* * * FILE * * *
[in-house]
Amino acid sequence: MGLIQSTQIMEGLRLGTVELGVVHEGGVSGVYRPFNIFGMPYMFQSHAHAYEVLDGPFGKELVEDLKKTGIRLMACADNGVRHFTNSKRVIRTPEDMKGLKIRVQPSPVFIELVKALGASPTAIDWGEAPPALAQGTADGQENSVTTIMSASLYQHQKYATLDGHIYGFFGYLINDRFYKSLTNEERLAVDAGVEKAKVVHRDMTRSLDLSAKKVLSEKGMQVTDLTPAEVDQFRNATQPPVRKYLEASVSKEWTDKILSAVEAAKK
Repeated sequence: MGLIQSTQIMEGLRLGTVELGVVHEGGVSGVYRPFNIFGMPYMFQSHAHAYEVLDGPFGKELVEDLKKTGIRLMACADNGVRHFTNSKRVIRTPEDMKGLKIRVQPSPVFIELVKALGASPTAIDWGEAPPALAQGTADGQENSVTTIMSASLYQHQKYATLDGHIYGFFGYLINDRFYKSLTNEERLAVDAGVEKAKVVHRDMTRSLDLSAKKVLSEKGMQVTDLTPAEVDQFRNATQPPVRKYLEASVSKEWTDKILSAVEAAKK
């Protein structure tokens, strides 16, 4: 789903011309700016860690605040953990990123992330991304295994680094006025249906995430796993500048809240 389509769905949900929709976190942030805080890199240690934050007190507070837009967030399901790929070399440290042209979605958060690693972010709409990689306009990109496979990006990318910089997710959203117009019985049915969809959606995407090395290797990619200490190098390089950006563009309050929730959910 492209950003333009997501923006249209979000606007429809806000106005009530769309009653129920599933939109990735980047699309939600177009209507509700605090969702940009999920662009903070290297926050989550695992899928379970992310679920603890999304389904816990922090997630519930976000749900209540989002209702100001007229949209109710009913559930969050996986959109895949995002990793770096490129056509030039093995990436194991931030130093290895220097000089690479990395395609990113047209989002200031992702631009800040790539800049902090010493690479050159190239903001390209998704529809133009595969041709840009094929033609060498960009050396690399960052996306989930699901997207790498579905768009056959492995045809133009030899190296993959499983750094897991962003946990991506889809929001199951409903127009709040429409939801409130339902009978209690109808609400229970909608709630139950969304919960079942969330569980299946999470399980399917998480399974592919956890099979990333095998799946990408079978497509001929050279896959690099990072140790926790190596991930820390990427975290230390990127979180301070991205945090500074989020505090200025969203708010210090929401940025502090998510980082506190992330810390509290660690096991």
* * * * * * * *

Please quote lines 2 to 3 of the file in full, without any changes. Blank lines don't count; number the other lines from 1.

Amino acid sequence: MGLIQSTQIMEGLRLGTVELGVVHEGGVSGVYRPFNIFGMPYMFQSHAHAYEVLDGPFGKELVEDLKKTGIRLMACADNGVRHFTNSKRVIRTPEDMKGLKIRVQPSPVFIELVKALGASPTAIDWGEAPPALAQGTADGQENSVTTIMSASLYQHQKYATLDGHIYGFFGYLINDRFYKSLTNEERLAVDAGVEKAKVVHRDMTRSLDLSAKKVLSEKGMQVTDLTPAEVDQFRNATQPPVRKYLEASVSKEWTDKILSAVEAAKK
Repeated sequence: MGLIQSTQIMEGLRLGTVELGVVHEGGVSGVYRPFNIFGMPYMFQSHAHAYEVLDGPFGKELVEDLKKTGIRLMACADNGVRHFTNSKRVIRTPEDMKGLKIRVQPSPVFIELVKALGASPTAIDWGEAPPALAQGTADGQENSVTTIMSASLYQHQKYATLDGHIYGFFGYLINDRFYKSLTNEERLAVDAGVEKAKVVHRDMTRSLDLSAKKVLSEKGMQVTDLTPAEVDQFRNATQPPVRKYLEASVSKEWTDKILSAVEAAKK